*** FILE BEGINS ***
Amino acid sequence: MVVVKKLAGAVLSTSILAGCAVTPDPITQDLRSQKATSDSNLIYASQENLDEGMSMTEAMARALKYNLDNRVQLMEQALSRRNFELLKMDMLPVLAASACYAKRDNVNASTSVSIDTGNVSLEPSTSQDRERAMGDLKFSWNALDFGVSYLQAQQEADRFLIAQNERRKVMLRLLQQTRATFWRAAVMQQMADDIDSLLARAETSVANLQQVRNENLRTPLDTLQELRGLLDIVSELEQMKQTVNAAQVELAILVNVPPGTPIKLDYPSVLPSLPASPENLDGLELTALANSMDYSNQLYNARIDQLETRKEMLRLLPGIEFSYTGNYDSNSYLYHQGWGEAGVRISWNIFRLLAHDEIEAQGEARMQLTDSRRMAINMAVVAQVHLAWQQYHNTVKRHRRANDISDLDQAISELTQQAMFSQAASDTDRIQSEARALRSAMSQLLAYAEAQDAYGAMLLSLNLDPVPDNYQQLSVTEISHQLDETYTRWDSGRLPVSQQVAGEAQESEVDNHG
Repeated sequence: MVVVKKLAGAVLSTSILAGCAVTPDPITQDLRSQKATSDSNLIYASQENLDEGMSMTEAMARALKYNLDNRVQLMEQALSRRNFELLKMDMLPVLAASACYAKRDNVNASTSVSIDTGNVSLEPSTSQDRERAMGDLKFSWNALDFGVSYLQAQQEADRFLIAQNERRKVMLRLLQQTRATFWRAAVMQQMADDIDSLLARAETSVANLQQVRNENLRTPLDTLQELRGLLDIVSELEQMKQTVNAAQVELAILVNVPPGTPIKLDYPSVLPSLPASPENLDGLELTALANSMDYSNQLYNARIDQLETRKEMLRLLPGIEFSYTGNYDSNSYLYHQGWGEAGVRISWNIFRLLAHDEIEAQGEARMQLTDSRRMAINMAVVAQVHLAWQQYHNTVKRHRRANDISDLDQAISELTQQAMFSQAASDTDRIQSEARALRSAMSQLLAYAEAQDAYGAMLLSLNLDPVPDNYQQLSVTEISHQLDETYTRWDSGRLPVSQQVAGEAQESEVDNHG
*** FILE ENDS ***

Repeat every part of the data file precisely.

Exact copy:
Amino acid sequence: MVVVKKLAGAVLSTSILAGCAVTPDPITQDLRSQKATSDSNLIYASQENLDEGMSMTEAMARALKYNLDNRVQLMEQALSRRNFELLKMDMLPVLAASACYAKRDNVNASTSVSIDTGNVSLEPSTSQDRERAMGDLKFSWNALDFGVSYLQAQQEADRFLIAQNERRKVMLRLLQQTRATFWRAAVMQQMADDIDSLLARAETSVANLQQVRNENLRTPLDTLQELRGLLDIVSELEQMKQTVNAAQVELAILVNVPPGTPIKLDYPSVLPSLPASPENLDGLELTALANSMDYSNQLYNARIDQLETRKEMLRLLPGIEFSYTGNYDSNSYLYHQGWGEAGVRISWNIFRLLAHDEIEAQGEARMQLTDSRRMAINMAVVAQVHLAWQQYHNTVKRHRRANDISDLDQAISELTQQAMFSQAASDTDRIQSEARALRSAMSQLLAYAEAQDAYGAMLLSLNLDPVPDNYQQLSVTEISHQLDETYTRWDSGRLPVSQQVAGEAQESEVDNHG
Repeated sequence: MVVVKKLAGAVLSTSILAGCAVTPDPITQDLRSQKATSDSNLIYASQENLDEGMSMTEAMARALKYNLDNRVQLMEQALSRRNFELLKMDMLPVLAASACYAKRDNVNASTSVSIDTGNVSLEPSTSQDRERAMGDLKFSWNALDFGVSYLQAQQEADRFLIAQNERRKVMLRLLQQTRATFWRAAVMQQMADDIDSLLARAETSVANLQQVRNENLRTPLDTLQELRGLLDIVSELEQMKQTVNAAQVELAILVNVPPGTPIKLDYPSVLPSLPASPENLDGLELTALANSMDYSNQLYNARIDQLETRKEMLRLLPGIEFSYTGNYDSNSYLYHQGWGEAGVRISWNIFRLLAHDEIEAQGEARMQLTDSRRMAINMAVVAQVHLAWQQYHNTVKRHRRANDISDLDQAISELTQQAMFSQAASDTDRIQSEARALRSAMSQLLAYAEAQDAYGAMLLSLNLDPVPDNYQQLSVTEISHQLDETYTRWDSGRLPVSQQVAGEAQESEVDNHG